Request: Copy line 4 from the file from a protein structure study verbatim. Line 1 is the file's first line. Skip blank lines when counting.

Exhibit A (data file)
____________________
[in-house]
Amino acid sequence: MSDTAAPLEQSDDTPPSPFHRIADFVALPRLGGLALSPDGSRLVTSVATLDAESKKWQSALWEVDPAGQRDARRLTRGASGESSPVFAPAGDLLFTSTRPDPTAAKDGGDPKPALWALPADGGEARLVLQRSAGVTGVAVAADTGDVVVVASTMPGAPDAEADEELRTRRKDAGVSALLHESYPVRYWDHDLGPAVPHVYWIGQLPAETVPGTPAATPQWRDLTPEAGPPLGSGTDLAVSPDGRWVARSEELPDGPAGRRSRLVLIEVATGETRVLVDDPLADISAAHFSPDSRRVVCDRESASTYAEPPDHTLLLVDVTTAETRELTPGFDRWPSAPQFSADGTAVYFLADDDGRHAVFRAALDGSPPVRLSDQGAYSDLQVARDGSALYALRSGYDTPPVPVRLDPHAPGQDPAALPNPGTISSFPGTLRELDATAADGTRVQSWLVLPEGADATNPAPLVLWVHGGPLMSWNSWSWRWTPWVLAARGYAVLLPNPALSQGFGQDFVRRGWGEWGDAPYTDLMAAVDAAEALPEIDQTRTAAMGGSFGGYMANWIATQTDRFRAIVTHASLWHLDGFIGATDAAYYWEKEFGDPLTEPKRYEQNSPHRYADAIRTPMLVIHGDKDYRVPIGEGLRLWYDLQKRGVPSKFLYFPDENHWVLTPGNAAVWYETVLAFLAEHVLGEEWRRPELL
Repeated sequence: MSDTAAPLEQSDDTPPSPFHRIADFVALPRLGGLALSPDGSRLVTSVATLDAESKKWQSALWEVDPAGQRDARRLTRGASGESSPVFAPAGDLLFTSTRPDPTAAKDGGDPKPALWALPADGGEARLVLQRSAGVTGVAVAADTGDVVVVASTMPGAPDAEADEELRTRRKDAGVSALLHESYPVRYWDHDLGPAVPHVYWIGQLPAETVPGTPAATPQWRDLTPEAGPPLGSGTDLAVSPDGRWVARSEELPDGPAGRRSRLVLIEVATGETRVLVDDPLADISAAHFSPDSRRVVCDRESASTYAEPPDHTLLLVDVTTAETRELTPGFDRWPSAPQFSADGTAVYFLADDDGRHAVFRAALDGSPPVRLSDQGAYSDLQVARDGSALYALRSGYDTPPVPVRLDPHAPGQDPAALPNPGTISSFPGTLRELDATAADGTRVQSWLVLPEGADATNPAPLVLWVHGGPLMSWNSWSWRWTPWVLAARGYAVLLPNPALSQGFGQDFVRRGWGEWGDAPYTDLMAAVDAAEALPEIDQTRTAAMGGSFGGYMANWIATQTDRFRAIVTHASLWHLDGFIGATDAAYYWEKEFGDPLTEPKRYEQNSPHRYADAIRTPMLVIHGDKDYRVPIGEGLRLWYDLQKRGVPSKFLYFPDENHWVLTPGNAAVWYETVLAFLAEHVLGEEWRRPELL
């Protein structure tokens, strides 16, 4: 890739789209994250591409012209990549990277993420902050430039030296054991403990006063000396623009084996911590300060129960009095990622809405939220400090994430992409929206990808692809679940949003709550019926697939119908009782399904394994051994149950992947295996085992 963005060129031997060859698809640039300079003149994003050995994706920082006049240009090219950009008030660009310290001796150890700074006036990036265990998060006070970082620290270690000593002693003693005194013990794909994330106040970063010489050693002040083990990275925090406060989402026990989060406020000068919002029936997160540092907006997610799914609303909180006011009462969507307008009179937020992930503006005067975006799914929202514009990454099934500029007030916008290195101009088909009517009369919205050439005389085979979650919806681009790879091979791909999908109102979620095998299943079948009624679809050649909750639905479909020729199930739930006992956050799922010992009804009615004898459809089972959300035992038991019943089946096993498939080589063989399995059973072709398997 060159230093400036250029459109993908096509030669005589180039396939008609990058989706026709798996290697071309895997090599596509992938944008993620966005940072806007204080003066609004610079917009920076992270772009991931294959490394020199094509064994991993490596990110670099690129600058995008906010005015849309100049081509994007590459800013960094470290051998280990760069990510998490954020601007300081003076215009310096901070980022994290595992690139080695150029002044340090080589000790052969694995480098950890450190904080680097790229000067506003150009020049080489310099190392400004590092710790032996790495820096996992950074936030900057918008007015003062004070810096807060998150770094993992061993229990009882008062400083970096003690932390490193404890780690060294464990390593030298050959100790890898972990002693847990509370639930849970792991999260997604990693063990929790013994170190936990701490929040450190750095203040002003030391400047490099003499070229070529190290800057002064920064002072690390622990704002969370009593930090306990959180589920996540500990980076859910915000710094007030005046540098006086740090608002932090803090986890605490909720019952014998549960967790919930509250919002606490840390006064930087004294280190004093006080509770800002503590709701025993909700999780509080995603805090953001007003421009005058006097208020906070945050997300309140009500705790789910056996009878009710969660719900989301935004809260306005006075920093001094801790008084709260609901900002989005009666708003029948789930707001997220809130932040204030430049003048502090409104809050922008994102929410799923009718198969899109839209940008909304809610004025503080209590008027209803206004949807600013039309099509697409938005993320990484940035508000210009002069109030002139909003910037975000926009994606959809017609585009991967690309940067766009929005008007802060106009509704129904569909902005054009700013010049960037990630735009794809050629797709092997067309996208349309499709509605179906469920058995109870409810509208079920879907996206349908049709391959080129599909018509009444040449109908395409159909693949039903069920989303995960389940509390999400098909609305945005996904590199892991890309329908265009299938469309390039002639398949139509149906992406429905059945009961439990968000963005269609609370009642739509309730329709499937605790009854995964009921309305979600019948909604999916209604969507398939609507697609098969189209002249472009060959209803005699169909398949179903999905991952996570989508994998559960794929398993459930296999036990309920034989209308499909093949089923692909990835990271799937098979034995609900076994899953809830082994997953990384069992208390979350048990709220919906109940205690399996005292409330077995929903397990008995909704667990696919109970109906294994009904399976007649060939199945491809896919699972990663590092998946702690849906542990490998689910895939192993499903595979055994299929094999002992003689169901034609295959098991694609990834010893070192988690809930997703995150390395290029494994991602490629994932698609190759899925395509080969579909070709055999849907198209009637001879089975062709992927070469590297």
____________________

């Protein structure tokens, strides 16, 4: 890739789209994250591409012209990549990277993420902050430039030296054991403990006063000396623009084996911590300060129960009095990622809405939220400090994430992409929206990808692809679940949003709550019926697939119908009782399904394994051994149950992947295996085992 963005060129031997060859698809640039300079003149994003050995994706920082006049240009090219950009008030660009310290001796150890700074006036990036265990998060006070970082620290270690000593002693003693005194013990794909994330106040970063010489050693002040083990990275925090406060989402026990989060406020000068919002029936997160540092907006997610799914609303909180006011009462969507307008009179937020992930503006005067975006799914929202514009990454099934500029007030916008290195101009088909009517009369919205050439005389085979979650919806681009790879091979791909999908109102979620095998299943079948009624679809050649909750639905479909020729199930739930006992956050799922010992009804009615004898459809089972959300035992038991019943089946096993498939080589063989399995059973072709398997 060159230093400036250029459109993908096509030669005589180039396939008609990058989706026709798996290697071309895997090599596509992938944008993620966005940072806007204080003066609004610079917009920076992270772009991931294959490394020199094509064994991993490596990110670099690129600058995008906010005015849309100049081509994007590459800013960094470290051998280990760069990510998490954020601007300081003076215009310096901070980022994290595992690139080695150029002044340090080589000790052969694995480098950890450190904080680097790229000067506003150009020049080489310099190392400004590092710790032996790495820096996992950074936030900057918008007015003062004070810096807060998150770094993992061993229990009882008062400083970096003690932390490193404890780690060294464990390593030298050959100790890898972990002693847990509370639930849970792991999260997604990693063990929790013994170190936990701490929040450190750095203040002003030391400047490099003499070229070529190290800057002064920064002072690390622990704002969370009593930090306990959180589920996540500990980076859910915000710094007030005046540098006086740090608002932090803090986890605490909720019952014998549960967790919930509250919002606490840390006064930087004294280190004093006080509770800002503590709701025993909700999780509080995603805090953001007003421009005058006097208020906070945050997300309140009500705790789910056996009878009710969660719900989301935004809260306005006075920093001094801790008084709260609901900002989005009666708003029948789930707001997220809130932040204030430049003048502090409104809050922008994102929410799923009718198969899109839209940008909304809610004025503080209590008027209803206004949807600013039309099509697409938005993320990484940035508000210009002069109030002139909003910037975000926009994606959809017609585009991967690309940067766009929005008007802060106009509704129904569909902005054009700013010049960037990630735009794809050629797709092997067309996208349309499709509605179906469920058995109870409810509208079920879907996206349908049709391959080129599909018509009444040449109908395409159909693949039903069920989303995960389940509390999400098909609305945005996904590199892991890309329908265009299938469309390039002639398949139509149906992406429905059945009961439990968000963005269609609370009642739509309730329709499937605790009854995964009921309305979600019948909604999916209604969507398939609507697609098969189209002249472009060959209803005699169909398949179903999905991952996570989508994998559960794929398993459930296999036990309920034989209308499909093949089923692909990835990271799937098979034995609900076994899953809830082994997953990384069992208390979350048990709220919906109940205690399996005292409330077995929903397990008995909704667990696919109970109906294994009904399976007649060939199945491809896919699972990663590092998946702690849906542990490998689910895939192993499903595979055994299929094999002992003689169901034609295959098991694609990834010893070192988690809930997703995150390395290029494994991602490629994932698609190759899925395509080969579909070709055999849907198209009637001879089975062709992927070469590297």